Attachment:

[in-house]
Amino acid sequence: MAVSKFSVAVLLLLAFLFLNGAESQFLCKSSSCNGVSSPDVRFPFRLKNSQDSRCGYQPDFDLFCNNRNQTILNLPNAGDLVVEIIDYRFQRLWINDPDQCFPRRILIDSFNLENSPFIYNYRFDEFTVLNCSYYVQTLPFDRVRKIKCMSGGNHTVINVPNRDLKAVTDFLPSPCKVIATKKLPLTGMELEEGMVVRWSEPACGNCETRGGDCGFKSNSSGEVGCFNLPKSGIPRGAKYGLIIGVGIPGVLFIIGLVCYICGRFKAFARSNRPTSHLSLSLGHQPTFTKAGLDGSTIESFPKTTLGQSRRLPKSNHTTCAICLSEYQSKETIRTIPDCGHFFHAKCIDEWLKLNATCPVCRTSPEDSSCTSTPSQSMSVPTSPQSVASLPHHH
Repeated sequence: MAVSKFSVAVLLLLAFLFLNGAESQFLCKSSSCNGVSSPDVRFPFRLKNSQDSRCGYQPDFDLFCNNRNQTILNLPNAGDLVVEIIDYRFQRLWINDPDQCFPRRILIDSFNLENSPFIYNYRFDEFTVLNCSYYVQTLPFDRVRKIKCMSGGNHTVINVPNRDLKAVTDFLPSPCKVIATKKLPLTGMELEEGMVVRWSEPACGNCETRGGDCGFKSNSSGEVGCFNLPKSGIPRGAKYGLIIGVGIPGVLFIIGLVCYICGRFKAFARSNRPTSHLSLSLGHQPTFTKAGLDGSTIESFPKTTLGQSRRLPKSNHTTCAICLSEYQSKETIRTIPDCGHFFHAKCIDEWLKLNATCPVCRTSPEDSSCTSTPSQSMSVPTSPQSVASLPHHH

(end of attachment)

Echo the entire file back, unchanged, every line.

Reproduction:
[in-house]
Amino acid sequence: MAVSKFSVAVLLLLAFLFLNGAESQFLCKSSSCNGVSSPDVRFPFRLKNSQDSRCGYQPDFDLFCNNRNQTILNLPNAGDLVVEIIDYRFQRLWINDPDQCFPRRILIDSFNLENSPFIYNYRFDEFTVLNCSYYVQTLPFDRVRKIKCMSGGNHTVINVPNRDLKAVTDFLPSPCKVIATKKLPLTGMELEEGMVVRWSEPACGNCETRGGDCGFKSNSSGEVGCFNLPKSGIPRGAKYGLIIGVGIPGVLFIIGLVCYICGRFKAFARSNRPTSHLSLSLGHQPTFTKAGLDGSTIESFPKTTLGQSRRLPKSNHTTCAICLSEYQSKETIRTIPDCGHFFHAKCIDEWLKLNATCPVCRTSPEDSSCTSTPSQSMSVPTSPQSVASLPHHH
Repeated sequence: MAVSKFSVAVLLLLAFLFLNGAESQFLCKSSSCNGVSSPDVRFPFRLKNSQDSRCGYQPDFDLFCNNRNQTILNLPNAGDLVVEIIDYRFQRLWINDPDQCFPRRILIDSFNLENSPFIYNYRFDEFTVLNCSYYVQTLPFDRVRKIKCMSGGNHTVINVPNRDLKAVTDFLPSPCKVIATKKLPLTGMELEEGMVVRWSEPACGNCETRGGDCGFKSNSSGEVGCFNLPKSGIPRGAKYGLIIGVGIPGVLFIIGLVCYICGRFKAFARSNRPTSHLSLSLGHQPTFTKAGLDGSTIESFPKTTLGQSRRLPKSNHTTCAICLSEYQSKETIRTIPDCGHFFHAKCIDEWLKLNATCPVCRTSPEDSSCTSTPSQSMSVPTSPQSVASLPHHH